In one of the stranger series of events in sports history, Alex Rodriguez was handed a 211-game suspension for his involvement in the Biogenesis scandal on Monday afternoon, then later that night made his 2013 season debut hitting cleanup and playing third base for the Yankees.

Rodriguez’s suspension will begin on Thursday and span through the end of the 2014 season, but he has already indicated that he will appeal the suspension, and should be able to play during the appellate process.

While Major League Baseball would no doubt like to put this whole ugly situation behind them, it appears that the appeals process will stretch on through the end of this season. According to a tweet from Danny Knobler of CBSSports, MLBPA head Michael Weiner expects the appeal process to stretch on into the offseason.

While they are currently 57-54 on the season and trail four teams for the second Wild Card spot, the Yankees are just five games out of a postseason spot and still have a legitimate shot at making the postseason.

It will be an uphill battle, but 25 of the Yankees’ remaining 51 games are against teams with losing records, and another 23 are against the three teams ahead of them in the AL East in Tampa Bay, Boston and Baltimore so it’s not out of the realm of possibility.

As unlikely as it may seem right now, if they can get hot and string together some wins, they could very well find themselves playing in October.

So what if the Yankees were to win it all this season and Alex Rodriguez were to play a key role in them getting there?

How would the 2013 Yankees go down in the annals of baseball history?

One the one hand, A-Rod is not going to be able to do it himself, and the Yankees have had holes up and down their roster all season.

If the Yankees were to turn things around and go on a late-season tear, it would be the result of a collective team effort and rank as one of the better late-season surges in recent history.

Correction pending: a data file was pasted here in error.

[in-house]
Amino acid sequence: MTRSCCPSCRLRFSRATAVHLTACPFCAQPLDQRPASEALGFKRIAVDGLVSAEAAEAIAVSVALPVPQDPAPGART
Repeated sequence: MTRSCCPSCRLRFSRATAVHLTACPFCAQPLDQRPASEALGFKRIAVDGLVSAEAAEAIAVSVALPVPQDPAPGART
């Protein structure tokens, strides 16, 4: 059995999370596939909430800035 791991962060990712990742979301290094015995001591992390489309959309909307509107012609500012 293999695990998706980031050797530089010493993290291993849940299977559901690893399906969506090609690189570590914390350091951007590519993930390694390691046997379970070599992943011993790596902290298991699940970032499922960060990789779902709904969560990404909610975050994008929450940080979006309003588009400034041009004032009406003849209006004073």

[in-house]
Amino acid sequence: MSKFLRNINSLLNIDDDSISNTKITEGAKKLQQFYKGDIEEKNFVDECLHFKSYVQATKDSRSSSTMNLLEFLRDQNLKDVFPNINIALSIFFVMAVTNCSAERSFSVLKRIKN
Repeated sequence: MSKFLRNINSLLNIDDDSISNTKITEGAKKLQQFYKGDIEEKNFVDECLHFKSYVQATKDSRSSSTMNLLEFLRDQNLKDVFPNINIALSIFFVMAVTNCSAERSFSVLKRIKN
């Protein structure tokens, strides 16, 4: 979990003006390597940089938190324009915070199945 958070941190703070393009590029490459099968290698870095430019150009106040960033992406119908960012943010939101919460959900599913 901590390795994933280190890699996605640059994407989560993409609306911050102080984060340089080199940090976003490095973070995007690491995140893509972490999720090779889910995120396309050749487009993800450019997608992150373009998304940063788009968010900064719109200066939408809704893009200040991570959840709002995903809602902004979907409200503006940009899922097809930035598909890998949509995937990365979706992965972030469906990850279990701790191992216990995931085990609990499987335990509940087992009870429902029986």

Pitching wins championships, and if they were to not only reach the postseason but make a run through the playoffs to a title, improved starting pitching would no doubt be a big reason why.

A Yankees title this season would be one of the most unlikely in baseball history, and even with the A-Rod controversy hanging over their season, would be an impressive accomplishment for the franchise.

While baseball and its fans would no doubt like to put the Biogenesis scandal behind them, Rodriguez does still have every right to appeal his suspension and to play while doing so.

Players play during suspension appeals all the time, often following bench-clearing incidents or intentionally beaned hitters, and while this is on a much larger scale, the same rules do apply.

On the other hand, the Yankees would have a player who has not only been suspended but has been suspended for use of performance enhancing drugs, playing a role in their playoff push.

Granted Rodriguez is already 38 years old, and coming back from hip surgery, so he’s not going to be the dynamic player he once was. Still, as an everyday player he’ll no doubt impact the outcome of a number of games.

If his suspension is upheld following the appeals process, that will mean a player who should have been sitting on the sidelines for breaking the rules of the game was instead actively participating in helping his team win.

You can point to Roger Clemens pitching for the Yankees during four separate World Series or Barry Bonds leading the Giants to the 2002 NL pennant as past examples of suspected cheaters playing a big role in their team’s success.

However, neither of those guys was facing suspension while playing. This is a case unlike anything we’ve ever seen, and if the Yankees were to win it all, it’s hard to say it would be fair to the other 29 teams, even with A-Rod getting his due process.

Fifty years from now, a 2013 Yankees title may very well still remembered for Alex Rodriguez’s involvement in playing while appealing suspension, and for that reason an asterisk would certainly be a fitting addition alongside their name in the record books.

This may all wind up being moot, as the Yankees’ World Series odds sat at 30/1 on July 25, according to However, these are the sort of questions that arise in the aftermath of something like this and help illustrate how the integrity of the game is compromised when players cheat.

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